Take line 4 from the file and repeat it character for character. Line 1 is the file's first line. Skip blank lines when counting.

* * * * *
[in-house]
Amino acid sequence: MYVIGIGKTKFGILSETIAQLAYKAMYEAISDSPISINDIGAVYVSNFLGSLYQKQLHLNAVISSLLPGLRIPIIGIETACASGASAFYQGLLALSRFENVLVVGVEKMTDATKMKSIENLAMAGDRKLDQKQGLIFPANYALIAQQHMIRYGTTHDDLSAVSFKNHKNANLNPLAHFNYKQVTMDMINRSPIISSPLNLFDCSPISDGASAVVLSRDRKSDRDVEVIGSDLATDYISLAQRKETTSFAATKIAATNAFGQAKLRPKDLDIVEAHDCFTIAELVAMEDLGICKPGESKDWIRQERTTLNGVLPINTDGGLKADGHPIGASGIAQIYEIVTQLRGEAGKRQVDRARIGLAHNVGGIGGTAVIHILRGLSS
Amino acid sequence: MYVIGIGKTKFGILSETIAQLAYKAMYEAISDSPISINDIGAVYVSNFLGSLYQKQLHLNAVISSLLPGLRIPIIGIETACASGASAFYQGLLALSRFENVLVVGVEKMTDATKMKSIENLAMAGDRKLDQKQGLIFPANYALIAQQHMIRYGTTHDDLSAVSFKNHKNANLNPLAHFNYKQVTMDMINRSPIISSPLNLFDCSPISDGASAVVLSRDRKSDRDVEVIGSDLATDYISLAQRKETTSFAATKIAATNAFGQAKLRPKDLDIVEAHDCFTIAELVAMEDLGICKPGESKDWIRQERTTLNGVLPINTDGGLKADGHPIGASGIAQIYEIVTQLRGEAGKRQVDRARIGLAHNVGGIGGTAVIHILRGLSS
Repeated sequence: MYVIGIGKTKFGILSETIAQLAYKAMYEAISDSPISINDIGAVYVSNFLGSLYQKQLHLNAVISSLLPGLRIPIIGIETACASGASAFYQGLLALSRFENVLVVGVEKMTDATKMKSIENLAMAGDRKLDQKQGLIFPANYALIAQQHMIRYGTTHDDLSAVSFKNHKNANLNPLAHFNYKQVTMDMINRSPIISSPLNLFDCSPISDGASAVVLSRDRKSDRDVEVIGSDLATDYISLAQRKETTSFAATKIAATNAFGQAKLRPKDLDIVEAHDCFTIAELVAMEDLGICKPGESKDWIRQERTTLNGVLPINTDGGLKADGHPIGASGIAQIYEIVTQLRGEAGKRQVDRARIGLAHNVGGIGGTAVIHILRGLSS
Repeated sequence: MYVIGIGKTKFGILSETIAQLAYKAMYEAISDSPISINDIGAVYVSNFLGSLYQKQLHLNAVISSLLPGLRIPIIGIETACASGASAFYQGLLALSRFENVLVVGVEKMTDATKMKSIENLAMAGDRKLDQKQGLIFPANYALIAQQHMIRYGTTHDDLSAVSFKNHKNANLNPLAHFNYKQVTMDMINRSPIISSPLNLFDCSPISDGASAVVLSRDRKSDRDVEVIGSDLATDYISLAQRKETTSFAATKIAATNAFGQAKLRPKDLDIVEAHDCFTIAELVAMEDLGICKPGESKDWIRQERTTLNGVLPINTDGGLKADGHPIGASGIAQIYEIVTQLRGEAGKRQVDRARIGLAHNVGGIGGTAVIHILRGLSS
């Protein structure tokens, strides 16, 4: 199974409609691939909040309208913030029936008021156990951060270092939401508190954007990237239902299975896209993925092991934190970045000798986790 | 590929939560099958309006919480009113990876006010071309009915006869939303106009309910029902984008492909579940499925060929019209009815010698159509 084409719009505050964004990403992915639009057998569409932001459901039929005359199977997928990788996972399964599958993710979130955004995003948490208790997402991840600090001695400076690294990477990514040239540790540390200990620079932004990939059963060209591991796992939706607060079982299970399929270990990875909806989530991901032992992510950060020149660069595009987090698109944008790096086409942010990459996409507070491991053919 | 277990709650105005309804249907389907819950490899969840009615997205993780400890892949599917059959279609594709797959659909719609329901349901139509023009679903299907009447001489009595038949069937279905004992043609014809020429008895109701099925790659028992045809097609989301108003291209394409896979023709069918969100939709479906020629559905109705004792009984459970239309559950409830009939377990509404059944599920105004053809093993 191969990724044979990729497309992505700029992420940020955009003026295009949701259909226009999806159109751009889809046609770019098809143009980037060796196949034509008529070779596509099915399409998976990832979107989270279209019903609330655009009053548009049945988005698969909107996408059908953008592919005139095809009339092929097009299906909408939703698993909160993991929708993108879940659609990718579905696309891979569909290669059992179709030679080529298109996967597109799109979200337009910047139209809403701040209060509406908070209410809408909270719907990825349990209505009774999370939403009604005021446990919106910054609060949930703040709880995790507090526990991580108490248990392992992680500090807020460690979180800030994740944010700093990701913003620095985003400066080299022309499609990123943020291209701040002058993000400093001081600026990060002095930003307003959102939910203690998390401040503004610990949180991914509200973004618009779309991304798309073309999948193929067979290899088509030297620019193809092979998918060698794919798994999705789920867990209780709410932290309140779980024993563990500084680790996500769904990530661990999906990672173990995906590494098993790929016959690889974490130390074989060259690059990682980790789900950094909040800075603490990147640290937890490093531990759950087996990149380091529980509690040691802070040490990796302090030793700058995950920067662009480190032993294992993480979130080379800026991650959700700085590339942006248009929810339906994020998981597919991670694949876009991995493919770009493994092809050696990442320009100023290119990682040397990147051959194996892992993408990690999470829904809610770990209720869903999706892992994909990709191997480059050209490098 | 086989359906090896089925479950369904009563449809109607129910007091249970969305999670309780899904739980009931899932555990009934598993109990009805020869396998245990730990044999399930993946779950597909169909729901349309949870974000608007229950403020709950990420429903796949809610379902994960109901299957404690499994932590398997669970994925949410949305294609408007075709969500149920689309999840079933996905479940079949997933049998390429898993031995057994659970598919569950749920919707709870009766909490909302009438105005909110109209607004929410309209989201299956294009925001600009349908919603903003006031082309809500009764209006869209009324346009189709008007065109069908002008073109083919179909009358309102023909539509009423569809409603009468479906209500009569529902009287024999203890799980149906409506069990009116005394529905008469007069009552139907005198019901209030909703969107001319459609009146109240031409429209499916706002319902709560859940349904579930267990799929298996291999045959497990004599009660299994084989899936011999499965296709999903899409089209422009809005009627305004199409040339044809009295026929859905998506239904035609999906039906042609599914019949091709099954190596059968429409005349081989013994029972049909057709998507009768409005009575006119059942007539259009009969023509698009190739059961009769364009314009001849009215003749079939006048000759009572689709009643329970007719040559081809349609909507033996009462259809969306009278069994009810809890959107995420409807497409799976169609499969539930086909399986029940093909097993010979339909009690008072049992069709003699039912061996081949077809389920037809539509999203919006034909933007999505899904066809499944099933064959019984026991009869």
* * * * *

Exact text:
Repeated sequence: MYVIGIGKTKFGILSETIAQLAYKAMYEAISDSPISINDIGAVYVSNFLGSLYQKQLHLNAVISSLLPGLRIPIIGIETACASGASAFYQGLLALSRFENVLVVGVEKMTDATKMKSIENLAMAGDRKLDQKQGLIFPANYALIAQQHMIRYGTTHDDLSAVSFKNHKNANLNPLAHFNYKQVTMDMINRSPIISSPLNLFDCSPISDGASAVVLSRDRKSDRDVEVIGSDLATDYISLAQRKETTSFAATKIAATNAFGQAKLRPKDLDIVEAHDCFTIAELVAMEDLGICKPGESKDWIRQERTTLNGVLPINTDGGLKADGHPIGASGIAQIYEIVTQLRGEAGKRQVDRARIGLAHNVGGIGGTAVIHILRGLSS